Surgery Options for Sleep Apnea

If you have obstructive sleep apnea (OSA), parts of your airways close up while you sleep. That makes it hard to get a good night’s rest. Your treatment options include using a continuous positive airway pressure (CPAP) machine, wearing a mouthpiece, or losing weight.

If none of those help, your doctor might suggest surgery. The best operation for you will depend in part on the cause of your sleep apnea.

Nasal Surgery

It removes or shrinks whatever is blocking your nasal passage. That includes growths called polyps and curved bones along the wall of your nose called turbinates.

If you have a deviated septum, a surgery called septoplasty may straighten the soft bone that separates your nostrils. It’ll probably take several weeks for the inside of your nose to heal.

Palate Surgery

Your surgeon reshapes the soft tissue in the roof of your mouth (palate) and around the sides of your throat. It can be done several different ways, but they all widen your airways.

Uvulopalatopharyngoplasty (UPPP). This is one of the most common surgeries for OSA in adults. Your doctor will remove part of your palate along with your tonsils and uvula, the dangly tissue above the back of your tongue. You’ll get UPPP at the hospital, and you won’t be awake for the procedure. Healing might take 6-8 weeks. Rarely, you could have voice changes or long-term problems swallowing. But these side effects are less likely to happen with new techniques.

Adenoid or tonsil removal. These are lymph nodes behind your nose or on the sides of your throat. One or both can swell up and block your airways. If you only get your tonsils removed, that’s called a tonsillectomy. Kids with OSA often need an adenotonsillectomy. That’s when doctors take out their tonsils and adenoids.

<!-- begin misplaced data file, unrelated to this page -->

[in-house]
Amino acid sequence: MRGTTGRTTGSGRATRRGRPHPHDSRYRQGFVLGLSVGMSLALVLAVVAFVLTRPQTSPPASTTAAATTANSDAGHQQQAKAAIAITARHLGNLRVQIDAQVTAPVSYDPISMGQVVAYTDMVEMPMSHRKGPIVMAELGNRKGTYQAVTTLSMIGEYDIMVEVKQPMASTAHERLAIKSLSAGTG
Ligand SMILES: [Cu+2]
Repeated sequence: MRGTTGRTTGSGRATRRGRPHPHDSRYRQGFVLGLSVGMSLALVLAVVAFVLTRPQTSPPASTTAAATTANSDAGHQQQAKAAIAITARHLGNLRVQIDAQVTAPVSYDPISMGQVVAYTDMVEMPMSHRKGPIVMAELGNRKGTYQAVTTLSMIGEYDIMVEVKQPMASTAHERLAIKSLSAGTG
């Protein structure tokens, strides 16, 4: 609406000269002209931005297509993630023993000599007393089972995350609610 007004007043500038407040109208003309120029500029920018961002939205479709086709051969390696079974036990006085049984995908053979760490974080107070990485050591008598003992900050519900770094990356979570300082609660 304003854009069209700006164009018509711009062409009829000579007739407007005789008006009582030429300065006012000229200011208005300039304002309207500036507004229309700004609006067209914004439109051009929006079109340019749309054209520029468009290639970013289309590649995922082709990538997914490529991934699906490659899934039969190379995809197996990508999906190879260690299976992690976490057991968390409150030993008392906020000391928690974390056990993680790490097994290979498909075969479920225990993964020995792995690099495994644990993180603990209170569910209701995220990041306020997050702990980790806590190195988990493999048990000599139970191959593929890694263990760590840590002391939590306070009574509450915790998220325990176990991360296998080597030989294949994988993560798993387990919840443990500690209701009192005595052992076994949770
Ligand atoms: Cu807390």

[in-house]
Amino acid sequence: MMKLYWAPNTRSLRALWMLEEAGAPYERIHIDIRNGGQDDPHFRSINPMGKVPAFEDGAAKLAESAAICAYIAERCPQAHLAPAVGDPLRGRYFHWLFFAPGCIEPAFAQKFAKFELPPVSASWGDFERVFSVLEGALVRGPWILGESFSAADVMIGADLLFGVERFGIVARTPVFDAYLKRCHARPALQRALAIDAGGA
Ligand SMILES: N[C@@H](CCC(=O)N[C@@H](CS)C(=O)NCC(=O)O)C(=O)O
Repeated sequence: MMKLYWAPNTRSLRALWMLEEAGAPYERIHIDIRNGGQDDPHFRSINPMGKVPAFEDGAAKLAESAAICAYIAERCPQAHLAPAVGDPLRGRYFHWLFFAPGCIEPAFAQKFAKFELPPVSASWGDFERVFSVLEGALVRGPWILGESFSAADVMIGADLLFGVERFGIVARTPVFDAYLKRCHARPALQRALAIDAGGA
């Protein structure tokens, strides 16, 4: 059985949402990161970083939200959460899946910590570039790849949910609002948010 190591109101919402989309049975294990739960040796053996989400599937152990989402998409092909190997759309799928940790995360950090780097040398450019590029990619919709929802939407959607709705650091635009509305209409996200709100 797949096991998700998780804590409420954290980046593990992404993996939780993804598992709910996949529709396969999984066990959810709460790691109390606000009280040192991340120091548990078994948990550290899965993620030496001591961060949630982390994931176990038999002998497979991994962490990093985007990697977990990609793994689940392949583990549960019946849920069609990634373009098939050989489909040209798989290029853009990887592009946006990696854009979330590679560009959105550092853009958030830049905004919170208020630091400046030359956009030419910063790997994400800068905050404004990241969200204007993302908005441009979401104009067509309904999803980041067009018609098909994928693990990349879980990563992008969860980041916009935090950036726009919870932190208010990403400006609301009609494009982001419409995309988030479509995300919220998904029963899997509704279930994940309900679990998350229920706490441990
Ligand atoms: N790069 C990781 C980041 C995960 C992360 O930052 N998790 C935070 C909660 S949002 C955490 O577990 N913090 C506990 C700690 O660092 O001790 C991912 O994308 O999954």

Laser or cautery-assisted uvulopalatoplasty (LAUP). You might get this if your symptoms are mild. Your doctor can use a laser or electric current to zap off parts of your soft tissue. They’ll give you a shot to numb your throat for this in-office procedure. You can go home right after, but your throat might be sore for a few days.

Palate implants. If you have mild OSA, your doctor might put a few small rods in your throat. This is something they can do in their office after they numb your throat. Scar tissue will form around the implants 2-3 months later. That’ll stiffen up your soft palate.

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Tongue Surgery

This is another way to open your airways. Your doctor might remove tissue from the base of your tongue. That’s called a lingual tonsillectomy. They can also pull your tongue muscle forward and attach it to your chin bone. This surgery is called a genioglossus advancement.

Nerve Stimulation

This isn’t surgery. Instead, hypoglossal nerve stimulation (HNS) uses electricity to help you breathe easier. Your doctor will place a small device in your chest under your skin. It’s kind of like a pacemaker, but the wires attach to a nerve that controls your tongue muscle. While you sleep, an electrical signal can trigger this nerve to push your tongue forward when you breathe.

Your doctor is more likely to suggest HNS if:

  • You can’t use a CPAP
  • You’re 22 or older
  • You have a BMI of 35 or less

HNS isn’t recommended if you have a concentric collapse in your airway. That means the soft tissue in the roof of your mouth and your throat close in on all sides when you sleep. Your doctor can run some tests to find out if that happens to you.